Staph infections are often thought of as something that happens in a hospital before or after surgery. However, such infections can also occur after you’re discharged, and sometimes at a time during the healing process when it’s something you’re not expecting or looking for. For this reason, it’s important to have a solid understanding of staph infections before your spinal surgery.
What Is a Staph Infection?
Caused by the presence of staphylococcus bacteria, a staph infection can occur anytime there is an open wound or whenever the skin is punctured or cut, as is the case with spine surgery. Even a minimally invasive spine procedure presents some degree of infection risk. Staph infections can range from simple strains of the bacteria to antibiotic-resistant varieties.
Symptoms of a Staph Infection
Skin infections are the type of staph infection most likely to affect a patient who has just had spine surgery. Bacteremia, or blood poisoning, occurs if staph bacteria enter the bloodstream. Look for:
- Increased pain
- Warmth of the skin at the infection site
- Crusted, yellow skin
- Low blood pressure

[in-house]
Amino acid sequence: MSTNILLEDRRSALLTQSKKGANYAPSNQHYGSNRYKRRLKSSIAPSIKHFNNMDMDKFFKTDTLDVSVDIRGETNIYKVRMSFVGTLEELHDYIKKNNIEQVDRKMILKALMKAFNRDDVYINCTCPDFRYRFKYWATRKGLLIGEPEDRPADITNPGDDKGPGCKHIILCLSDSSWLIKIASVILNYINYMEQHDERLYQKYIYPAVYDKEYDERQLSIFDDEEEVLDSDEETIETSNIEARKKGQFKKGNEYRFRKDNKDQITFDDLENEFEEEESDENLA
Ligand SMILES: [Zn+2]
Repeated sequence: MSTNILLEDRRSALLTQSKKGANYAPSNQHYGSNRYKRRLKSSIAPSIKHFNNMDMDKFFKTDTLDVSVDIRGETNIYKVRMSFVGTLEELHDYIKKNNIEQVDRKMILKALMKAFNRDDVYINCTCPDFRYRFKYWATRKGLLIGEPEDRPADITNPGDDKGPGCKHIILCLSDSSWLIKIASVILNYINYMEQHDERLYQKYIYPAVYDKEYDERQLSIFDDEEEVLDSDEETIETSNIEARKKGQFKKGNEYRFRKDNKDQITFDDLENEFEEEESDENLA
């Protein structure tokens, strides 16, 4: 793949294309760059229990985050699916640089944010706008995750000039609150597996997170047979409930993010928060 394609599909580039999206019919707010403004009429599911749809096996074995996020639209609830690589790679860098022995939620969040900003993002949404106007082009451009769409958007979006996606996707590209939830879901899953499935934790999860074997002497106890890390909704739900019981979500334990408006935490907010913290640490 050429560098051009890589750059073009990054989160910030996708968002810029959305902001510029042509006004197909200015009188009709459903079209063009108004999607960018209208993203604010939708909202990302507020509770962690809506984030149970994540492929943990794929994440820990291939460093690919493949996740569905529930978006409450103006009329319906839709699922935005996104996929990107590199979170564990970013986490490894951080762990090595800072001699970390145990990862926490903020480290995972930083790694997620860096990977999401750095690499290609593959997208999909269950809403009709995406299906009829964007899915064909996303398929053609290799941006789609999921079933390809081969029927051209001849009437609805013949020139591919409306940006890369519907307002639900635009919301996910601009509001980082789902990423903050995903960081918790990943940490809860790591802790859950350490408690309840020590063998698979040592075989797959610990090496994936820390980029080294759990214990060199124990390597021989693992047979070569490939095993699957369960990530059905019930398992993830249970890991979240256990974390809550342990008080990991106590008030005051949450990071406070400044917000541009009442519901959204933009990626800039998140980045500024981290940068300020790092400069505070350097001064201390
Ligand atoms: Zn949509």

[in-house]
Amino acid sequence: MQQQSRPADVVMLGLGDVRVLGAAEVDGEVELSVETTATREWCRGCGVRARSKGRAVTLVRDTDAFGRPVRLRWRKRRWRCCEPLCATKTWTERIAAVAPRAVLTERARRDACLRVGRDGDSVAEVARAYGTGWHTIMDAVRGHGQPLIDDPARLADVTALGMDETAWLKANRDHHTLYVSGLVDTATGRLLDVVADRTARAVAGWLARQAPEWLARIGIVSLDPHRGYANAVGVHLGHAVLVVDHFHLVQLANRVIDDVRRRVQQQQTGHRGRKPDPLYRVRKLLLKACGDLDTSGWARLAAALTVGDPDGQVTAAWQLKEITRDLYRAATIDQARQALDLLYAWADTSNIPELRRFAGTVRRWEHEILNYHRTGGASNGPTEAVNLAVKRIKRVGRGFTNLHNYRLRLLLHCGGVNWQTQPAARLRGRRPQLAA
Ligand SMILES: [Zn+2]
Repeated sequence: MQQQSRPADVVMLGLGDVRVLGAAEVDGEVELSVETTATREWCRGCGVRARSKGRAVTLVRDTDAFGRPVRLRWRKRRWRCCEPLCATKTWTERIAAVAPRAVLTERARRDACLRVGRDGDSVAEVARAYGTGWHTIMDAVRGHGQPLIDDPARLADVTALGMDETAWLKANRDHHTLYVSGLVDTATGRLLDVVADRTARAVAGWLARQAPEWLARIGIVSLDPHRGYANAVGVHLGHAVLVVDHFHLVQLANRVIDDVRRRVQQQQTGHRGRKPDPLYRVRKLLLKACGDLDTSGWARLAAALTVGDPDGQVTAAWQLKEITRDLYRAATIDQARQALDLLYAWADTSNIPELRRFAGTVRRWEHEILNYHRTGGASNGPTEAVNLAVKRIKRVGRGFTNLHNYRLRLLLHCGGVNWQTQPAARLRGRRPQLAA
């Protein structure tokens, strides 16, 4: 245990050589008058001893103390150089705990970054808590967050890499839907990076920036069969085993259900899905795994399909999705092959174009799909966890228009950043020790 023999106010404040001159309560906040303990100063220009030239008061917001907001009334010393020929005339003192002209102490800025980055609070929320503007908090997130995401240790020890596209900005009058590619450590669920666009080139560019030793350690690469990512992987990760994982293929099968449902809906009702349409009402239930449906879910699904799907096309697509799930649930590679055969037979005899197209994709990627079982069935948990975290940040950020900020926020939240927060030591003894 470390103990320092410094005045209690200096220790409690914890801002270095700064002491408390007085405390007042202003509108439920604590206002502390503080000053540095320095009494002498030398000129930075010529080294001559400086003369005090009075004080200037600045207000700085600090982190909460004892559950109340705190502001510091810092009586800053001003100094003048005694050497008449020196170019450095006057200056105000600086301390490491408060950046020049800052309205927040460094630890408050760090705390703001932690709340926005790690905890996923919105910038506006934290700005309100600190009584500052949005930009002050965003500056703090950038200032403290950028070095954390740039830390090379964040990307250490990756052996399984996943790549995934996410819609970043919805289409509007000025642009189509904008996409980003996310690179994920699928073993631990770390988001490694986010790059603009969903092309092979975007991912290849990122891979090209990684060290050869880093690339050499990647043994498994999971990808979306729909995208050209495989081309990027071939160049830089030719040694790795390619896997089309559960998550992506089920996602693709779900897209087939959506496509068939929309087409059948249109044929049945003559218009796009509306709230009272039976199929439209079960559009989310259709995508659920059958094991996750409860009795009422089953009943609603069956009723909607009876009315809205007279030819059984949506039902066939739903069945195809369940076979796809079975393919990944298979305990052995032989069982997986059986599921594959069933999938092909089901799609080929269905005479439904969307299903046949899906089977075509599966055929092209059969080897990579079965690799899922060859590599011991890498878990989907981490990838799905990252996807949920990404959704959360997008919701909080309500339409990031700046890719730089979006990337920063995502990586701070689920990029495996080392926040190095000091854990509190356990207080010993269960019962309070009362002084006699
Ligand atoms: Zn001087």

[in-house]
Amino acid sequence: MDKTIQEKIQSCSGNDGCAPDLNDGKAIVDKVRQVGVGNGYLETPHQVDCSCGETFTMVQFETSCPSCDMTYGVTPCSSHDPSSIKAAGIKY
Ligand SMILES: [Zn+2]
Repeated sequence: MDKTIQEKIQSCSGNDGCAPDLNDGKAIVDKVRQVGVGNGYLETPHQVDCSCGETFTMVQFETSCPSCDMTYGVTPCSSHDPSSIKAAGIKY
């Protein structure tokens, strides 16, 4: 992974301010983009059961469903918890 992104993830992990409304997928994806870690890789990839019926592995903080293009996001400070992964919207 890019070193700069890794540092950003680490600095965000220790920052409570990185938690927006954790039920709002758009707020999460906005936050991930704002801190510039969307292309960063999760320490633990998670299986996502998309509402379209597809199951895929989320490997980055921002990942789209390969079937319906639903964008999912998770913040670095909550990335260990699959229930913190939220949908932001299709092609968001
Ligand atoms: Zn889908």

Toxic Shock Syndrome
A potentially life-threatening condition, toxic shock syndrome occurs when certain strains of staph bacteria become toxic. Developing suddenly, symptoms can include:
- Nausea and vomiting
- Muscle pain
- High fever
Staph Infection Treatments
Staph infections are treated with antibiotics. Due to the tendency to overuse antibiotics in the United States, some strains require stronger antibiotics to kill the bacteria.
Preventing Staph Infections
Follow any instructions you’ll be given about wound cleaning prior to leaving the hospital. Wash your hands frequently with mild soap and warm water, especially before changing the dressing covering your wound. When you are given the okay, carefully clean the incision site as directed and fully dry the area.
A staph infection called cellulitis that affects the skin is the most common type of staph infection in North America. While approximately 25 percent of the population has staph bacteria present with no symptoms, susceptibility to infection increases greatly after something like spine surgery. If you notice any unusual redness, swelling, or pain, contact your doctor.
For more information or to learn more about surgical procedures to relieve back pain, reach out to The Spine Institute Center for Spinal Restoration by calling (310) 828-7757. Our team of experienced spine surgeons, lead by Medical Director Dr. Hyun Bae, can diagnose the source of your pain and provide you with treatment options ranging from motion-preserving spinal surgeries to traditional fusion options.